One of the elements of the painful complexity that I see in the region is that it is also true that armed groups within the Palestinian population have reacted and continue to react to all that has happened since the 1880s by acts of violence that affect Israeli Jewish civilians and keeps them in fear. This reality troubles me deeply as a form of human reaction to oppression. I would deeply wish that Palestinians choose, instead, Gandhian methods for their resistance to occupation, and am glad to count among my friends some who do make that choice. I have a deep faith that such a choice would lead to massive changes in the region, in a way that nonviolent movements around the globe have. Just in case this is not clear: I am not in any way whatsoever advocating acceptance of the occupation; only that I believe a nonviolent resistance movement would be far more effective at ending the occupation and at creating conditions for the possibility of a serious enough dialogue that would allow all to find a peaceful solution.

    And, while this is not happening, and the reality continues to be what it is in terms of Palestinian responses, it is still clear to me that Israel is the party with power, and the actions are not equivalent – state power and violence on the one hand, and armed groups of people without political power or many means to attend to their needs on the other hand. Even looking at sheer numbers, as crude and painful as it is, shows that the state of Israel has killed many more Palestinians than Palestinian armed groups have killed Israeli Jews.

    It’s been a wrenching experience, over the years, to come to see this more and more clearly, to know that after all that’s happened to us Jews in 2000 years of persecution we could so easily turn around and pass it on to others. I don’t know what to do with this level of pain, and yet I bear it and keep looking at it because it feels absolutely necessary as a human being to do that. I would love for way many many more Israeli Jews to come to acknowledge this reality as a step in the awakening that I would like to see in Israel as part of moving towards any sustainable future in the region.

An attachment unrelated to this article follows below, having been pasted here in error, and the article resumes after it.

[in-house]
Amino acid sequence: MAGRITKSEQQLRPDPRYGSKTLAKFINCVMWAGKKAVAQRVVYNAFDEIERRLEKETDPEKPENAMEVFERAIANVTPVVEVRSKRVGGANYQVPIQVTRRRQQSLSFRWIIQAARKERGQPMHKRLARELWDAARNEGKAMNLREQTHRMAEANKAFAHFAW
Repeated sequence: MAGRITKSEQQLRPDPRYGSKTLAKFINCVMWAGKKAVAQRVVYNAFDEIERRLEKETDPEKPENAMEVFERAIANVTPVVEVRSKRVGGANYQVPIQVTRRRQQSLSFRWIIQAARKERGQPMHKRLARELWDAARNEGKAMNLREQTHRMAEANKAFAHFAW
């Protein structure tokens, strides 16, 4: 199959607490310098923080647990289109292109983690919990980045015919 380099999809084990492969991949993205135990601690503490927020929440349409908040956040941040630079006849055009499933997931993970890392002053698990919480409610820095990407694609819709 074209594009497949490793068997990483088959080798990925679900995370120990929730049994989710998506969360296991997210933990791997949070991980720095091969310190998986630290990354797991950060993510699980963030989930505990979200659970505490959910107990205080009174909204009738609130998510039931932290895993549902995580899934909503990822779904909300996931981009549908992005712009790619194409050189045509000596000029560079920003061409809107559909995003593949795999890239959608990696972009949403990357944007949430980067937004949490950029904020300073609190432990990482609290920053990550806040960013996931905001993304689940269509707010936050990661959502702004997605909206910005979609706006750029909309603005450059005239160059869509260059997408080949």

This clarity doesn’t change the other part which is also true for me, which is that everyone is traumatized and that the path to a solution requires humanizing everyone, regardless of history and regardless of all of the above. I cannot imagine that a spontaneous awakening to the reality of Israel’s power would happen to Israeli Jews without a loving recognition of and working deeply with the historical trauma and the continued fear that are so formative of the Israeli experience. It took me years of living in another country to fully come to see all this; very few who live in Israel do.

    I want to also say that it is just about beyond my capacity to know how to talk about this in a way that honors everything that I am aware of, let alone being able to imagine and correct for all the ways that people might read into my words things I am not saying and not meaning. The line I am walking is tight beyond belief. I am challenged from all sides. The same person who responded privately before read a draft of this comment and felt my words could be read as if I am making an equivalence between Israeli violence and Palestinian violence when I was putting conscious effort to indicate my understanding of how different things are. In the end, I come to the sad conclusion that until and unless some modicum of human trust is restored – and I am not sure in this moment how I can do that with Rich in particular – my words will always be suspect.

    I keep coming back to this deep awareness of mine: only solutions that work for everyone have staying power. And I truly don’t know, can’t know, and don’t want to know or predict what such solutions will be — two states, one state, or no state. I trust only the transformative power of mutual understanding, full acknowledgment of everything, and shared commitment to a future to create them.

    I am glad for the opportunity to think about this even more deeply.